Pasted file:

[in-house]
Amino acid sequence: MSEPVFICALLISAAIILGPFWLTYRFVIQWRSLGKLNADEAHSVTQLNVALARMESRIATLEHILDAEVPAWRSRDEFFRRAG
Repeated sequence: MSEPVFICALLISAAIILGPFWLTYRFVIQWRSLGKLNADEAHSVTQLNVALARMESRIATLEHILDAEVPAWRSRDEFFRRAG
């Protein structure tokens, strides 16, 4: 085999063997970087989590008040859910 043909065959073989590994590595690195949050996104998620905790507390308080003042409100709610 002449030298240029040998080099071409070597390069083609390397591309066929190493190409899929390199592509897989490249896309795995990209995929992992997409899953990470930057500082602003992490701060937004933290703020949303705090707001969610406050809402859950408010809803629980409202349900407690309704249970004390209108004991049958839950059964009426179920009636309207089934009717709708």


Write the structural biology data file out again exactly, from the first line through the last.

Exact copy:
[in-house]
Amino acid sequence: MSEPVFICALLISAAIILGPFWLTYRFVIQWRSLGKLNADEAHSVTQLNVALARMESRIATLEHILDAEVPAWRSRDEFFRRAG
Repeated sequence: MSEPVFICALLISAAIILGPFWLTYRFVIQWRSLGKLNADEAHSVTQLNVALARMESRIATLEHILDAEVPAWRSRDEFFRRAG
């Protein structure tokens, strides 16, 4: 085999063997970087989590008040859910 043909065959073989590994590595690195949050996104998620905790507390308080003042409100709610 002449030298240029040998080099071409070597390069083609390397591309066929190493190409899929390199592509897989490249896309795995990209995929992992997409899953990470930057500082602003992490701060937004933290703020949303705090707001969610406050809402859950408010809803629980409202349900407690309704249970004390209108004991049958839950059964009426179920009636309207089934009717709708």